The majority of our services run on stateless Amazon EC2 instances that are managed by AWS OpsWorks. We recently introduced Kubernetes into our infrastructure to run the scheduled jobs that execute Singer code to extract data from various sources. Although we tend to be wary of shiny new toys, Kubernetes has proven to be a good fit for this problem, and its stability, strong community and helpful tooling have made it easy for us to incorporate into our operations.

While we continue to be happy with Clojure for our internal services, we felt that its relatively narrow adoption could impede Singer's growth. We chose Python both because it is well suited to the task, and it seems to have reached critical mass among data engineers. All that being said, the Singer spec is language agnostic, and integrations and libraries have been developed in JavaScript, Go, and Clojure.

13 upvotes6.6K views

Decision at CodeFactor about Google Cloud Functions, Azure Functions, AWS Lambda, Docker, Google Compute Engine, Microsoft Azure, Amazon EC2, CodeFactor.io, Kubernetes, Devops, AI, Machinelearning, Automation, Startup, Autoscale, Containerization, IAAS, SAAS

Avatar of kaskas
Entrepreneur & Engineer
Google Cloud FunctionsGoogle Cloud Functions
Azure FunctionsAzure Functions
AWS LambdaAWS Lambda
DockerDocker
Google Compute EngineGoogle Compute Engine
Microsoft AzureMicrosoft Azure
Amazon EC2Amazon EC2
CodeFactor.ioCodeFactor.io
KubernetesKubernetes
#Devops
#AI
#Machinelearning
#Automation
#Startup
#Autoscale
#Containerization
#IAAS
#SAAS

CodeFactor being a #SAAS product, our goal was to run on a cloud-native infrastructure since day one. We wanted to stay product focused, rather than having to work on the infrastructure that supports the application. We needed a cloud-hosting provider that would be reliable, economical and most efficient for our product.

CodeFactor.io aims to provide an automated and frictionless code review service for software developers. That requires agility, instant provisioning, autoscaling, security, availability and compliance management features. We looked at the top three #IAAS providers that take up the majority of market share: Amazon's Amazon EC2 , Microsoft's Microsoft Azure, and Google Compute Engine.

AWS has been available since 2006 and has developed the most extensive services ant tools variety at a massive scale. Azure and GCP are about half the AWS age, but also satisfied our technical requirements.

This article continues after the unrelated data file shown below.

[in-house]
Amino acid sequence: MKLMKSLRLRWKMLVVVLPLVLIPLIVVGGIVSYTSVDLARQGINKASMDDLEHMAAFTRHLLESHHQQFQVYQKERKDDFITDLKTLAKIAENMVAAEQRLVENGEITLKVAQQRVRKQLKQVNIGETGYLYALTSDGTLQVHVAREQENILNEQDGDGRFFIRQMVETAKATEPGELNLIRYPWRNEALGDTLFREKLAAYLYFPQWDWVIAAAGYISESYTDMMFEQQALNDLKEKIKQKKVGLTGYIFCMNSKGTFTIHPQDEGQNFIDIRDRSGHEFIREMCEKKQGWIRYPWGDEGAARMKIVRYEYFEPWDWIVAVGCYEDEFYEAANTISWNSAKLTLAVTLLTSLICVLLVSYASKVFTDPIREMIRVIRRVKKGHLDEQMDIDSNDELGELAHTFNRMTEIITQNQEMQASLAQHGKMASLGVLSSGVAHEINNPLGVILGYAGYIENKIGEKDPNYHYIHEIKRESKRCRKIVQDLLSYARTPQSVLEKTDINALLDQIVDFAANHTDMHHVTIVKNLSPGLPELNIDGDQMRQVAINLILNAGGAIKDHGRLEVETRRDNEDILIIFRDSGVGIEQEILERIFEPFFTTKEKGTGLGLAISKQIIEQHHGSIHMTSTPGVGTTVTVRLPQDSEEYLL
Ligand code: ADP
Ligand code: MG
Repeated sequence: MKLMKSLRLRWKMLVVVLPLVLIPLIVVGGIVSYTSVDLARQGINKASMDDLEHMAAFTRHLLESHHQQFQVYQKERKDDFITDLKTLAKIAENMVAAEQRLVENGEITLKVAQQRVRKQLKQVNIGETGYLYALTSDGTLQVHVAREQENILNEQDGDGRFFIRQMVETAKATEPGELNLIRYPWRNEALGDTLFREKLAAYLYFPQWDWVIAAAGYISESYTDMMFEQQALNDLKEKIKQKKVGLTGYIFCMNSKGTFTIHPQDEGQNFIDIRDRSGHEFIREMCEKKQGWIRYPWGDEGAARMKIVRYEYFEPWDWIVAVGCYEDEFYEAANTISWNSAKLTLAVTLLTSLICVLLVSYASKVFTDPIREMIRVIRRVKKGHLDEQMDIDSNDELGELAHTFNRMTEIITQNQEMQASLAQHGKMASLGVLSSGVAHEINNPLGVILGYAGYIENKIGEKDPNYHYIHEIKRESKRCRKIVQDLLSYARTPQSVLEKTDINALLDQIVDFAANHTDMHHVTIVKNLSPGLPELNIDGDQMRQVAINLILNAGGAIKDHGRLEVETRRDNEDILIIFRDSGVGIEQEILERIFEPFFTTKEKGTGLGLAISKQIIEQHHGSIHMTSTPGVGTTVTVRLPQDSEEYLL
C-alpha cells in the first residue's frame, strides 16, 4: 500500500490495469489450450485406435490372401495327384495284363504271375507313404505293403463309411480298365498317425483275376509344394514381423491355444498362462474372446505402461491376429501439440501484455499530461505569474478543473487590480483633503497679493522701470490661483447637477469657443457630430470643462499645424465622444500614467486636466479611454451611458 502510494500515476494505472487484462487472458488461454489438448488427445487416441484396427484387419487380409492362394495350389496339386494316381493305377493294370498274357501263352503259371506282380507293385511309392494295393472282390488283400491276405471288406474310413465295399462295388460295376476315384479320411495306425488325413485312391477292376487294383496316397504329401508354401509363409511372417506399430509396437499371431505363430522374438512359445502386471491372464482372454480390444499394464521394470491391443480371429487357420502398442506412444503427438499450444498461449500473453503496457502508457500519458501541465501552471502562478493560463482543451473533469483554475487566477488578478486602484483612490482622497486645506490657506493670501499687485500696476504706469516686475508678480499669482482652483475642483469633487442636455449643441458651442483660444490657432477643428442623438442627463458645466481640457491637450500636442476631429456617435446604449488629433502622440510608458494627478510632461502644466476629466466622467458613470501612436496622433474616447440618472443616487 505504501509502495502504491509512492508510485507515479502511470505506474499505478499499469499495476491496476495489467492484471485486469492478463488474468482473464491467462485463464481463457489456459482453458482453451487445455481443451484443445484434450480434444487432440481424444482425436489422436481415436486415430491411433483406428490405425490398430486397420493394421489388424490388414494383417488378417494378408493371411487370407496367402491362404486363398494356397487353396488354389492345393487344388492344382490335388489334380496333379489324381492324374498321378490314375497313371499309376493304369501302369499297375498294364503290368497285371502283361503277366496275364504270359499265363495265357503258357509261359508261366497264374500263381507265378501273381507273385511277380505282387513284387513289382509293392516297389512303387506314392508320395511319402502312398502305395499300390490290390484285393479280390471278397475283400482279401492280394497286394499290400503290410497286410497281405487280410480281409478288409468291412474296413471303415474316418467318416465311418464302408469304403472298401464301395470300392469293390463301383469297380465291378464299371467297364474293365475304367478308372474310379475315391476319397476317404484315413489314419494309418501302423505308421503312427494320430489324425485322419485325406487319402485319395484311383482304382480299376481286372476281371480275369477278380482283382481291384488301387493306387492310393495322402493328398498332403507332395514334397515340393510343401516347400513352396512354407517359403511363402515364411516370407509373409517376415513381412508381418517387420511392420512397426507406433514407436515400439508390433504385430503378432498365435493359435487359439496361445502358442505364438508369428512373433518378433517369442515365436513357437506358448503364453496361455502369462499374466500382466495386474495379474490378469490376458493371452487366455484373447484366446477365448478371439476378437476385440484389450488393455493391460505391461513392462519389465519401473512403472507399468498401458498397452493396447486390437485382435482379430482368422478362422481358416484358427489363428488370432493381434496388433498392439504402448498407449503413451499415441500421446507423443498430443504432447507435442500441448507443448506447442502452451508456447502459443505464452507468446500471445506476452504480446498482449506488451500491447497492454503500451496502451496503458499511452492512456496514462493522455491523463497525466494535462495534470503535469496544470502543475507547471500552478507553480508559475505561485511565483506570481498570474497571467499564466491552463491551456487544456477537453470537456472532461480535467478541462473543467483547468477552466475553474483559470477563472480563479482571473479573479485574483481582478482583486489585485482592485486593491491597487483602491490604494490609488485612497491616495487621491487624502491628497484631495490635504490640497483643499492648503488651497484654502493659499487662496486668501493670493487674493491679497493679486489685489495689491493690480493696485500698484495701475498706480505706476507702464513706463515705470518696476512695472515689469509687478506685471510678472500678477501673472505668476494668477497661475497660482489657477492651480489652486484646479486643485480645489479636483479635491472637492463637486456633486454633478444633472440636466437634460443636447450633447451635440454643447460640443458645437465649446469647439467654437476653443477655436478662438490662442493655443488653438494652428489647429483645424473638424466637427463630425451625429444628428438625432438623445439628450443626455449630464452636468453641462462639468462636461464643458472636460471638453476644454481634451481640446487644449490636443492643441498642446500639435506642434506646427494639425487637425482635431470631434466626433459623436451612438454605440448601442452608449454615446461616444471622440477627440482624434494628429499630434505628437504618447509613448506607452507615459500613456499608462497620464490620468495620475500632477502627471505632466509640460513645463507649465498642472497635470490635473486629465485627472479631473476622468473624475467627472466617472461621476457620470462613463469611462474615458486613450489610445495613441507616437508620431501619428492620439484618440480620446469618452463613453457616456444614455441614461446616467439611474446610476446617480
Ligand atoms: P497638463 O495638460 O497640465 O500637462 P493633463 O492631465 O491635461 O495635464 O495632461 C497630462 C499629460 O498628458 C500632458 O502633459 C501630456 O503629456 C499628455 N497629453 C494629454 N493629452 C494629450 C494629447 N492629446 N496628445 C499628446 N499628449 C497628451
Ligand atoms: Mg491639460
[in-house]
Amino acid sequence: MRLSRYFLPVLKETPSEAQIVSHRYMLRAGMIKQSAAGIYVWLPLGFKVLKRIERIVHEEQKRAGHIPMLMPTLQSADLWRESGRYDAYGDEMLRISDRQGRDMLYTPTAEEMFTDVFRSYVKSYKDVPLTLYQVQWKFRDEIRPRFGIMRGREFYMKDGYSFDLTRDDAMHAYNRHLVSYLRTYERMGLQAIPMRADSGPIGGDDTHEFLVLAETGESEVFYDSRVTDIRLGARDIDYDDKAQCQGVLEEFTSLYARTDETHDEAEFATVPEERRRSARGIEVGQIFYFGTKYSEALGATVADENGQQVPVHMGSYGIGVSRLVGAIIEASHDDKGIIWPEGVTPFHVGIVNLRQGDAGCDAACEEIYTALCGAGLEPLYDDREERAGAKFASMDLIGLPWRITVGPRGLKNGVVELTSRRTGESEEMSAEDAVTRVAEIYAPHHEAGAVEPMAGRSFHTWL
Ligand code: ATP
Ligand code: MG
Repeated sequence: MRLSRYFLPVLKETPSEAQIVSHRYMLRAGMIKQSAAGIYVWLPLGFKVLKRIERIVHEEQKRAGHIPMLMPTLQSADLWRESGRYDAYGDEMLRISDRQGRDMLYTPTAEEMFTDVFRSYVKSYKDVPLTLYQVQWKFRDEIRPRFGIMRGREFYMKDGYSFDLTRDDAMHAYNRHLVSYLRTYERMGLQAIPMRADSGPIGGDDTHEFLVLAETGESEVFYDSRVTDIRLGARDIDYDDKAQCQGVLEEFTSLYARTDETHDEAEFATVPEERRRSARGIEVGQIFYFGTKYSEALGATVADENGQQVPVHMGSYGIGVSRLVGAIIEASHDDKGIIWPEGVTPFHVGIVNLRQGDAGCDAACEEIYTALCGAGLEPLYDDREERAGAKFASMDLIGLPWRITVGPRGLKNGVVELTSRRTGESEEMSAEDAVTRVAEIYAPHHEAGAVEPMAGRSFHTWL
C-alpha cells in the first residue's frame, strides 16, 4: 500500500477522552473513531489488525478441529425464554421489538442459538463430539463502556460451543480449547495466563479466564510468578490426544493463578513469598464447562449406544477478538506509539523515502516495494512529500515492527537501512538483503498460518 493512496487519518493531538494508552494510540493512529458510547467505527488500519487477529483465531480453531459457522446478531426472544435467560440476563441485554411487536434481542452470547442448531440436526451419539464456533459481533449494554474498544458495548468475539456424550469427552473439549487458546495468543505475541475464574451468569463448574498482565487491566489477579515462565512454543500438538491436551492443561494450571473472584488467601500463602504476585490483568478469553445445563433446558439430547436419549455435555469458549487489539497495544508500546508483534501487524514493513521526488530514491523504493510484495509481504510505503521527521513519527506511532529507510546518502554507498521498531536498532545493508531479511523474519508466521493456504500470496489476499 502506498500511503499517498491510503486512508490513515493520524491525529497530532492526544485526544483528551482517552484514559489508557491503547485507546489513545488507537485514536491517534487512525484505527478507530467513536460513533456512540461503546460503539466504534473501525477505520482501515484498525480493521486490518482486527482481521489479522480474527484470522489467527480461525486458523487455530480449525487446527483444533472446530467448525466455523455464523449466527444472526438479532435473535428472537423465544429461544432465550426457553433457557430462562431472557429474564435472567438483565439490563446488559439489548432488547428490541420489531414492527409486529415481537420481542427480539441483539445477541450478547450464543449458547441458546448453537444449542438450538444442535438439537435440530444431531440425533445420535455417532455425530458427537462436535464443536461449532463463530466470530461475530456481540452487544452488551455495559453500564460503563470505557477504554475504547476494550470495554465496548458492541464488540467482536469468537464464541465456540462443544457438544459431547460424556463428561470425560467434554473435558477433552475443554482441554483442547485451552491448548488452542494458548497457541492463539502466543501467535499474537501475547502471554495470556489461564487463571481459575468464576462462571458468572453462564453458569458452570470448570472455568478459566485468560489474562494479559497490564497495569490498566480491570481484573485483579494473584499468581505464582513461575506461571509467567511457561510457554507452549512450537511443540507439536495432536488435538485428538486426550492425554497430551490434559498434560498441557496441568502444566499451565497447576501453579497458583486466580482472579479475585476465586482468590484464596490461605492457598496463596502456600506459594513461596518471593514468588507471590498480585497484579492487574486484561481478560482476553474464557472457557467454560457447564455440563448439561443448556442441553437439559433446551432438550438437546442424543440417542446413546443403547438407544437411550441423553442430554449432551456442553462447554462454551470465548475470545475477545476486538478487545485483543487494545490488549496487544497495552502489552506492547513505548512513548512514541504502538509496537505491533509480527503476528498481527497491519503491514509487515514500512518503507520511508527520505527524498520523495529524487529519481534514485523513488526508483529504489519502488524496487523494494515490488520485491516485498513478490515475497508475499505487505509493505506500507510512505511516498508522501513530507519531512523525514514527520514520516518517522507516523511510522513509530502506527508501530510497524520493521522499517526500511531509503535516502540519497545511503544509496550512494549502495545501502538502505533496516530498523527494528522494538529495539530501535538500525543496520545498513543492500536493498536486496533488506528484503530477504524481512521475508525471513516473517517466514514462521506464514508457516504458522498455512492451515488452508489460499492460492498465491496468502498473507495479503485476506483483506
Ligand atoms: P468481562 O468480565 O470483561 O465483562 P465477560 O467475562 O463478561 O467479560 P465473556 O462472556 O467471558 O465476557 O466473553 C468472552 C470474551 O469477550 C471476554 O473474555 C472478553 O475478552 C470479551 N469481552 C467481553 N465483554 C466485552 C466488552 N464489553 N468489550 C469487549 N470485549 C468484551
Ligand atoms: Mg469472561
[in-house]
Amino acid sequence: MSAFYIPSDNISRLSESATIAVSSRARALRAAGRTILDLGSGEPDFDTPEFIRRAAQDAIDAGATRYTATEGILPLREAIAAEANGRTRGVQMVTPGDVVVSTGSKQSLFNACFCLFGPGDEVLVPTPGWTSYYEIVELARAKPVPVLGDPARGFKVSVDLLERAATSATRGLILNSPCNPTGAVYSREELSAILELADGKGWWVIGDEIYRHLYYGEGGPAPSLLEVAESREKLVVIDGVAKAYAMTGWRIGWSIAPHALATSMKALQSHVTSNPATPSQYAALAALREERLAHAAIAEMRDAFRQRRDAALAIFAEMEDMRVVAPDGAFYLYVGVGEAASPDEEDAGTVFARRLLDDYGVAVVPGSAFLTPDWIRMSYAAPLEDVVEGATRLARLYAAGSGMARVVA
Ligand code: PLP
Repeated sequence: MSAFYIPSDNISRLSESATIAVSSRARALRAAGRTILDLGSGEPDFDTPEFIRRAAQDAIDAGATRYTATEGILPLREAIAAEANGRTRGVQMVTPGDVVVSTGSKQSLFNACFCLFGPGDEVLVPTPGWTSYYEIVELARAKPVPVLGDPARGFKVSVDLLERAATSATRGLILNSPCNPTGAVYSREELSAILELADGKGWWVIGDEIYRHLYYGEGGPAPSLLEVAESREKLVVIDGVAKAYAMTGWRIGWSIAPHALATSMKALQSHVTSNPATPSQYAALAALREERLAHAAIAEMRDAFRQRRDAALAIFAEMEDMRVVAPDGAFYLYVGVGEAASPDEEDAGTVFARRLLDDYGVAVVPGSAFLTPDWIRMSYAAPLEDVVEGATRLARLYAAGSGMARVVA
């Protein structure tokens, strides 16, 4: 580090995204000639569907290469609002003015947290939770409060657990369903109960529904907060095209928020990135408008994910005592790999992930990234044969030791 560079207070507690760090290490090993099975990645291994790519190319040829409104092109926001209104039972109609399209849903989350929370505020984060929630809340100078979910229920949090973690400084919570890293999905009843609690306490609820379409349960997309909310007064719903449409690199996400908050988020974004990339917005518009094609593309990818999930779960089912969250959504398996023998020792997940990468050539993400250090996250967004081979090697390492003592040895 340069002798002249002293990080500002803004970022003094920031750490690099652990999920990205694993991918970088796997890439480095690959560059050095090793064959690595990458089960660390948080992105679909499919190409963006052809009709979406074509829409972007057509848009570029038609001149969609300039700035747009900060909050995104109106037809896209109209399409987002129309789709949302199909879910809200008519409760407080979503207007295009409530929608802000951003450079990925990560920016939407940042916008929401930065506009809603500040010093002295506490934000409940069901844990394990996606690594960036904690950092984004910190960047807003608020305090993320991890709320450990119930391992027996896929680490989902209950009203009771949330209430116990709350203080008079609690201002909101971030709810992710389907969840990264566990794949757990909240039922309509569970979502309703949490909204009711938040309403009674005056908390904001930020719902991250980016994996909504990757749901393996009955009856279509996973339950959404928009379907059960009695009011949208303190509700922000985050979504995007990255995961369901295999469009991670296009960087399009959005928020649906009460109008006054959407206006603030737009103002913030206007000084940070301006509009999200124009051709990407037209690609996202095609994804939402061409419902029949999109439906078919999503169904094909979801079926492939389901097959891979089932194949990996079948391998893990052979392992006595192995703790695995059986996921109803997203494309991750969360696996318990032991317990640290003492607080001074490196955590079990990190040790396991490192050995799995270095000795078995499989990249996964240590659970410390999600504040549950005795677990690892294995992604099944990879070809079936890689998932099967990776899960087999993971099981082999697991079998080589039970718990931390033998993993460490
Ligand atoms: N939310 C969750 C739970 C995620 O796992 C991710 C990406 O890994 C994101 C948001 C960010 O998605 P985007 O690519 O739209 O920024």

It is worth noting that even though all three providers support Docker containerization services, GCP has the most robust offering due to their investments in Kubernetes. Also, if you are a Microsoft shop, and develop in .NET - Visual Studio Azure shines at integration there and all your existing .NET code works seamlessly on Azure. All three providers have serverless computing offerings (AWS Lambda, Azure Functions, and Google Cloud Functions). Additionally, all three providers have machine learning tools, but GCP appears to be the most developer-friendly, intuitive and complete when it comes to #Machinelearning and #AI.

The prices between providers are competitive across the board. For our requirements, AWS would have been the most expensive, GCP the least expensive and Azure was in the middle. Plus, if you #Autoscale frequently with large deltas, note that Azure and GCP have per minute billing, where AWS bills you per hour. We also applied for the #Startup programs with all three providers, and this is where Azure shined. While AWS and GCP for startups would have covered us for about one year of infrastructure costs, Azure Sponsorship would cover about two years of CodeFactor's hosting costs. Moreover, Azure Team was terrific - I felt that they wanted to work with us where for AWS and GCP we were just another startup.

In summary, we were leaning towards GCP. GCP's advantages in containerization, automation toolset, #Devops mindset, and pricing were the driving factors there. Nevertheless, we could not say no to Azure's financial incentives and a strong sense of partnership and support throughout the process.

Bottom line is, IAAS offerings with AWS, Azure, and GCP are evolving fast. At CodeFactor, we aim to be platform agnostic where it is practical and retain the flexibility to cherry-pick the best products across providers.

10 upvotes12K views

Decision at AppAttack about Kubernetes, DigitalOcean, CloudHosting

Avatar of ctbucha
Founder/CEO at AppAttack
KubernetesKubernetes
DigitalOceanDigitalOcean
#CloudHosting